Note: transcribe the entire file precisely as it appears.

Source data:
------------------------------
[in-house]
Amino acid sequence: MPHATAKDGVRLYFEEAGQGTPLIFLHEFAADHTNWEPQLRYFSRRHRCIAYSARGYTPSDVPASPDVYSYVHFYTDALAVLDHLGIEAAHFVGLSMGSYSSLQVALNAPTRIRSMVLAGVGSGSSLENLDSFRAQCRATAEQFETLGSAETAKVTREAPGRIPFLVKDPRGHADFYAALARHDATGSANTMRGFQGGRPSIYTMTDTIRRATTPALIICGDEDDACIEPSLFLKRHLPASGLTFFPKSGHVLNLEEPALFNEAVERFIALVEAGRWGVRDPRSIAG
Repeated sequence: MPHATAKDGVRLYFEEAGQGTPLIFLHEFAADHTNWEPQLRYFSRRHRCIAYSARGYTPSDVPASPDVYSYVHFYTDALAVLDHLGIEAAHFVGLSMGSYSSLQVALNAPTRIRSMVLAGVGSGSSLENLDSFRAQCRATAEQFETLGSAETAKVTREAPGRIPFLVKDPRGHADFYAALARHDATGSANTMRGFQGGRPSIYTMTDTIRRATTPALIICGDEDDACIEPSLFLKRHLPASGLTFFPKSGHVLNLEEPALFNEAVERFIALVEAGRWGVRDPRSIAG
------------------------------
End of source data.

[in-house]
Amino acid sequence: MPHATAKDGVRLYFEEAGQGTPLIFLHEFAADHTNWEPQLRYFSRRHRCIAYSARGYTPSDVPASPDVYSYVHFYTDALAVLDHLGIEAAHFVGLSMGSYSSLQVALNAPTRIRSMVLAGVGSGSSLENLDSFRAQCRATAEQFETLGSAETAKVTREAPGRIPFLVKDPRGHADFYAALARHDATGSANTMRGFQGGRPSIYTMTDTIRRATTPALIICGDEDDACIEPSLFLKRHLPASGLTFFPKSGHVLNLEEPALFNEAVERFIALVEAGRWGVRDPRSIAG
Repeated sequence: MPHATAKDGVRLYFEEAGQGTPLIFLHEFAADHTNWEPQLRYFSRRHRCIAYSARGYTPSDVPASPDVYSYVHFYTDALAVLDHLGIEAAHFVGLSMGSYSSLQVALNAPTRIRSMVLAGVGSGSSLENLDSFRAQCRATAEQFETLGSAETAKVTREAPGRIPFLVKDPRGHADFYAALARHDATGSANTMRGFQGGRPSIYTMTDTIRRATTPALIICGDEDDACIEPSLFLKRHLPASGLTFFPKSGHVLNLEEPALFNEAVERFIALVEAGRWGVRDPRSIAG